Foreign direct investment (FDI) inflows in the country have the potential to grow fivefold with absence of corruption in the ground, former president European Chamber of Commerce of the Philippines (ECCP) Michael Raueber said.
“In completely corruption-free environment, our foreign direct investment should be five times bigger,” he said at the Integrity Summit 2015 press conference in Makati City on Thursday.
Raueber mentioned that complex procedures in bureaucracy were prone to corruption; hence, the need to cut red tape.
The Philippines attracted $6.0 billion worth of investments in 2014, an increase from $4.0 billion in the previous year.
However, the country’s FDI inflows remain low compared to other Southeast Asian neighbors like Singapore with $68 billion, Indonesia with $23 billion, Thailand with $13 billion, Malaysia with $11 billion, and Vietnam with $9 billion.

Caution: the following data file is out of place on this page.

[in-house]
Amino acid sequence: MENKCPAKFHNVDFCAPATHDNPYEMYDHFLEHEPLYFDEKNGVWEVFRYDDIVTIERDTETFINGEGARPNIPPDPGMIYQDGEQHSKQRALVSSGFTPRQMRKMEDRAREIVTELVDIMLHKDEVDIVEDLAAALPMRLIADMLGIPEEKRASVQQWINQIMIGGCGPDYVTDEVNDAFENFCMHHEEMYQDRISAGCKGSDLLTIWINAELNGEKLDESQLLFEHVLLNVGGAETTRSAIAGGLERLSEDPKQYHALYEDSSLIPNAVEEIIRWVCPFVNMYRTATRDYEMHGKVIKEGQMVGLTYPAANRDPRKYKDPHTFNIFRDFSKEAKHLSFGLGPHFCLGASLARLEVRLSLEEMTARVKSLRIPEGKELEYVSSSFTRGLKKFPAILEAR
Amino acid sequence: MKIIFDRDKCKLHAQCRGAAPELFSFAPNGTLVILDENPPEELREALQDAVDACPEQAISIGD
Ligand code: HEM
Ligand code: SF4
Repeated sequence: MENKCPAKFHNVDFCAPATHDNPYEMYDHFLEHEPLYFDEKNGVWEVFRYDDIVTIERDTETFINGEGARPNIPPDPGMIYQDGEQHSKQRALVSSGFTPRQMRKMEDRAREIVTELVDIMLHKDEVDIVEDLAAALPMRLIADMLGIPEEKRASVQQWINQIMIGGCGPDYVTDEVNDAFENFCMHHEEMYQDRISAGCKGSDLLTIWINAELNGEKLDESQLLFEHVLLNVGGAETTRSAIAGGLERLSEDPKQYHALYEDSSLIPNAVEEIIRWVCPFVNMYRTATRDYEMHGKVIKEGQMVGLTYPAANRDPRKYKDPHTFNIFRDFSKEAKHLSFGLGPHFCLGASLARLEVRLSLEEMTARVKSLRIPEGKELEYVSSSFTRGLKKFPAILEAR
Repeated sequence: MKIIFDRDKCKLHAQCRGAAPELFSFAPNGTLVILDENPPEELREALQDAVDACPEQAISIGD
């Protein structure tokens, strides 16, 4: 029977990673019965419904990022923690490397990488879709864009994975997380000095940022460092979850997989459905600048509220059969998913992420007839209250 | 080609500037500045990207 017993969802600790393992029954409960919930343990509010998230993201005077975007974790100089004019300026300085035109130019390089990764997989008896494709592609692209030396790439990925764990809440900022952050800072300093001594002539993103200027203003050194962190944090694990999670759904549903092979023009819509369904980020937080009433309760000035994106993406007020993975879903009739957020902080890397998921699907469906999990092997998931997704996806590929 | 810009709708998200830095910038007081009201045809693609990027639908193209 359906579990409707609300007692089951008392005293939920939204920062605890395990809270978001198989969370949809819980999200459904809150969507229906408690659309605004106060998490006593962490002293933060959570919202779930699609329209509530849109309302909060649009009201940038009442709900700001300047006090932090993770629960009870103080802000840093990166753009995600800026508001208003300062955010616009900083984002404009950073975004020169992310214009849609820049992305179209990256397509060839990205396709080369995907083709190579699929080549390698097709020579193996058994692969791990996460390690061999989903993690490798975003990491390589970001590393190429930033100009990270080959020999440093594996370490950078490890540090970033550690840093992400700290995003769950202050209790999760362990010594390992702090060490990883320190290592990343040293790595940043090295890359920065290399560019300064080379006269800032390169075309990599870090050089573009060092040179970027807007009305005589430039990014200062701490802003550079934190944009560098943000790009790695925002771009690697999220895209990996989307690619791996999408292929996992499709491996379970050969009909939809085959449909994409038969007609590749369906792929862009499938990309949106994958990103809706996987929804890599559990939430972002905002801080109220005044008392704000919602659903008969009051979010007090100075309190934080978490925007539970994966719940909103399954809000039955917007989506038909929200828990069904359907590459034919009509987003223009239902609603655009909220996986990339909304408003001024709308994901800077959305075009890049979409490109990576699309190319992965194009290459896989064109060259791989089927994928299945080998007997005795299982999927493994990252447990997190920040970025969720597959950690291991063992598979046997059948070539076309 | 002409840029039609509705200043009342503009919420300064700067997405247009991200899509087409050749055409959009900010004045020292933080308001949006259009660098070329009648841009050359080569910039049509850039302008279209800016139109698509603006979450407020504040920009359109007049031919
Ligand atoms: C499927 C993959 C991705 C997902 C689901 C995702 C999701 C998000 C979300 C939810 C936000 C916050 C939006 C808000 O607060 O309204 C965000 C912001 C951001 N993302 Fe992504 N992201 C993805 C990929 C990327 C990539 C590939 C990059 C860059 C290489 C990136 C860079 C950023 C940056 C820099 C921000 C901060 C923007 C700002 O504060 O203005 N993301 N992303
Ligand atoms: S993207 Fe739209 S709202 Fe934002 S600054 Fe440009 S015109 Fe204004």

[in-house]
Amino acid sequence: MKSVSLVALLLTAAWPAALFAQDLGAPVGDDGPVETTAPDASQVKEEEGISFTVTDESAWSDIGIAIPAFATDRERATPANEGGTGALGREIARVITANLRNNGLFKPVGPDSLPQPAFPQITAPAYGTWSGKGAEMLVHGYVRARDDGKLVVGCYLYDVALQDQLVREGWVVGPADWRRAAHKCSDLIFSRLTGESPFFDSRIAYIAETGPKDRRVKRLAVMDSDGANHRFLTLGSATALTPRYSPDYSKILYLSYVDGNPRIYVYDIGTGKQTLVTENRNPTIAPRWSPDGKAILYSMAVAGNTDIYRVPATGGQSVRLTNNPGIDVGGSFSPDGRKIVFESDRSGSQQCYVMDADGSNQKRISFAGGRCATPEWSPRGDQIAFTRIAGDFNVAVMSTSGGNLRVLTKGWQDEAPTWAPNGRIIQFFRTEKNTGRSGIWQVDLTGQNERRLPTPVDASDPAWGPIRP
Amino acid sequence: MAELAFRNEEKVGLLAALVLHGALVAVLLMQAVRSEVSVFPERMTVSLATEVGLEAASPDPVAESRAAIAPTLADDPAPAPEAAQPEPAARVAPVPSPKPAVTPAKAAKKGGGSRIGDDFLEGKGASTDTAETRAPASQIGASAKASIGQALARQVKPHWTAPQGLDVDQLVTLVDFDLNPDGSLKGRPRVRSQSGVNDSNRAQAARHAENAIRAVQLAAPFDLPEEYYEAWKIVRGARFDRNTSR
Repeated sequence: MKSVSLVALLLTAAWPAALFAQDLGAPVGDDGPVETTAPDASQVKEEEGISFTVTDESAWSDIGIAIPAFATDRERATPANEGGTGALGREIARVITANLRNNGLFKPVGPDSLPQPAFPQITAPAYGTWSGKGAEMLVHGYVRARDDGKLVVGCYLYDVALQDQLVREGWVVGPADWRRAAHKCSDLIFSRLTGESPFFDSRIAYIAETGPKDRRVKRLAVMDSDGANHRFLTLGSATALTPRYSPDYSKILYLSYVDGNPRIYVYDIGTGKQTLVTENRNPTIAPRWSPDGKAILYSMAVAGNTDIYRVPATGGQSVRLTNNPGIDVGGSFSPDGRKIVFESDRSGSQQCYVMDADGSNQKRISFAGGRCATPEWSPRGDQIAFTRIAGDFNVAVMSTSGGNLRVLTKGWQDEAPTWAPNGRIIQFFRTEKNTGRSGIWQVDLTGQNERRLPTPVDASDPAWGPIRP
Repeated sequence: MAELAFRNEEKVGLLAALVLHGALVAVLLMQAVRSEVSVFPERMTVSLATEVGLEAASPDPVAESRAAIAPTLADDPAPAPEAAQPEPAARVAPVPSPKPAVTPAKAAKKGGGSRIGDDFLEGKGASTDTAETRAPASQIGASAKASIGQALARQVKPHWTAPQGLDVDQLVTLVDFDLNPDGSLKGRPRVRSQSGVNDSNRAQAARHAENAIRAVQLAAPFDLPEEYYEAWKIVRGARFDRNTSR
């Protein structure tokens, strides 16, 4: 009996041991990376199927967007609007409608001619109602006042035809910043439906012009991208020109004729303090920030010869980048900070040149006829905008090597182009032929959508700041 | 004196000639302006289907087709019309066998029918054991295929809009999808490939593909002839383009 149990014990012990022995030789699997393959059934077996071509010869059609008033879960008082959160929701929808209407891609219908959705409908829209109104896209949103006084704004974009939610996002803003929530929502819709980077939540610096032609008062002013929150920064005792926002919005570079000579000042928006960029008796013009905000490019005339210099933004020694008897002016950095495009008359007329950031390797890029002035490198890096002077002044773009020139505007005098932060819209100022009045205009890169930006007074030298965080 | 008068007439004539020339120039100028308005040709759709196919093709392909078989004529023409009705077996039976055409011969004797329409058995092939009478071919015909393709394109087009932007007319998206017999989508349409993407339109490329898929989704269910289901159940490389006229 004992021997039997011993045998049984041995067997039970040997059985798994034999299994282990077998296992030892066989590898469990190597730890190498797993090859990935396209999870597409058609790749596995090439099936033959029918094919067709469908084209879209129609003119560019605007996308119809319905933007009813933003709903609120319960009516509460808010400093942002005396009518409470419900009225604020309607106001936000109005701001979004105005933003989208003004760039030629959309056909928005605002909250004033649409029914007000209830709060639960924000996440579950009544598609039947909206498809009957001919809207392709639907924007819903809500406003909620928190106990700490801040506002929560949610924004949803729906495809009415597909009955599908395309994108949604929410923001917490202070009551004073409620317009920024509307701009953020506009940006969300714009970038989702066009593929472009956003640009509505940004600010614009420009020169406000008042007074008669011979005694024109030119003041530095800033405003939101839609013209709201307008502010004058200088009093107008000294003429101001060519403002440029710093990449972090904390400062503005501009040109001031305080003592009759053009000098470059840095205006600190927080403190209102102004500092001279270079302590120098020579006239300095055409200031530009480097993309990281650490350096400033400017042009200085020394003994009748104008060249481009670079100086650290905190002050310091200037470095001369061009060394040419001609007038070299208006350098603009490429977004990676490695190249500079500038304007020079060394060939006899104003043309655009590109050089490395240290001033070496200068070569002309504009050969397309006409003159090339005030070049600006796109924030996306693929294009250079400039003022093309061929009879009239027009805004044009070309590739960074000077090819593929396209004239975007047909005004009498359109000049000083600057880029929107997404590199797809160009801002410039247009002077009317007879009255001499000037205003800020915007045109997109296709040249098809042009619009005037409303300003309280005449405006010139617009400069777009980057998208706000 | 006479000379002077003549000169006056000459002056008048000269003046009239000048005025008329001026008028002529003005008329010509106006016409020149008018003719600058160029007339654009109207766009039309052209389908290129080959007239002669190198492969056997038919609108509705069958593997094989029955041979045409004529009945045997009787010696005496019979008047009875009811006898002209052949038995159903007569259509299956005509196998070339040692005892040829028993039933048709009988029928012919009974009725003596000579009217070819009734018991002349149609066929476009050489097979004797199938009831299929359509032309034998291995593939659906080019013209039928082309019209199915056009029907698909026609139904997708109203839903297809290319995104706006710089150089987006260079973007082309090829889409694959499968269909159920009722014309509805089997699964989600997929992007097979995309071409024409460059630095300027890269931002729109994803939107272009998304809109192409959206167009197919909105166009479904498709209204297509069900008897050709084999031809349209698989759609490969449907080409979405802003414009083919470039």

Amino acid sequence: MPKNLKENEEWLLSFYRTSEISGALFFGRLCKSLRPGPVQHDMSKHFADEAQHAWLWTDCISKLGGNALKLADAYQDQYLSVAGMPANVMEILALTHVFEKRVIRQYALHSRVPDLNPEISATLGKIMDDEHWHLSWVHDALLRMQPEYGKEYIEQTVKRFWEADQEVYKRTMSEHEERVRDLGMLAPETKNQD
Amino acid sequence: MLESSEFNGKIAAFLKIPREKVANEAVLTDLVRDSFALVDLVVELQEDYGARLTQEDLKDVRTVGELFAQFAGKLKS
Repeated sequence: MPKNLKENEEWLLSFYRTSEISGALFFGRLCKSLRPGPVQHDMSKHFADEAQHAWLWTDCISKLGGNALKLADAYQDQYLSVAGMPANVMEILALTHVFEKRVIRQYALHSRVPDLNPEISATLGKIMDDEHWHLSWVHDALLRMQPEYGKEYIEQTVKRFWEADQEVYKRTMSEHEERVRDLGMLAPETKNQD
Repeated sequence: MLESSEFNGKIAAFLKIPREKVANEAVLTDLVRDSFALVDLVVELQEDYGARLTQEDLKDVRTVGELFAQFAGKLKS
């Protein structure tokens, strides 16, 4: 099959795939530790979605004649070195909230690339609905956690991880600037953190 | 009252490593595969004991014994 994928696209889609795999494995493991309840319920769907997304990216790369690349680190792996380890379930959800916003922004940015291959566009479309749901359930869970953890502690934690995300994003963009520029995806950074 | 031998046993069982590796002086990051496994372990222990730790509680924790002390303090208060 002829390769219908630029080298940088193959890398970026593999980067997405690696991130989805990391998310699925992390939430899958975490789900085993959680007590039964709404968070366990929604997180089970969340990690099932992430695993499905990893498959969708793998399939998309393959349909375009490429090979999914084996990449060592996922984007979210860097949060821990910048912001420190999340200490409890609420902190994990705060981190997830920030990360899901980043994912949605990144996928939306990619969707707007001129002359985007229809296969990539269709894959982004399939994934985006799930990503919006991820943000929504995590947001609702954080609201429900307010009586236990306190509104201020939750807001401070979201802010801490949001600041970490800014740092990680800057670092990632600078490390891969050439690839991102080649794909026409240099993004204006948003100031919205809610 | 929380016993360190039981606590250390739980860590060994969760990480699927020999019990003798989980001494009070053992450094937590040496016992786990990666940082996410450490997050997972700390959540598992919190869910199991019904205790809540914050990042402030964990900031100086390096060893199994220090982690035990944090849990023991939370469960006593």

“The Philippines took a big step in fighting corruption and the government strongly campaigned and implemented measures to eradicate it in each agency. But corruption has not been fully eradicated but we can say that much has been accomplished,” the former ECCP chief noted.
“Private sector is one with the government to fight against corruption,” he added.
The private sector-led Integrity Initiative will hold its fifth Integrity Summit on December 9 at Shangri-La Hotel Makati with the theme “Investing in Integrity”.
The Integrity Summit gathers business leaders, anti-corruption and good governance experts, key government representatives, church, youth, and the academe to promote the creation of more ethical standards in both private and public sectors.
The Integrity Initiative also urged public and private institutions to sign the Integrity Pledge, a commitment to ethical business practices and good corporate governance which is signed by an organization’s head.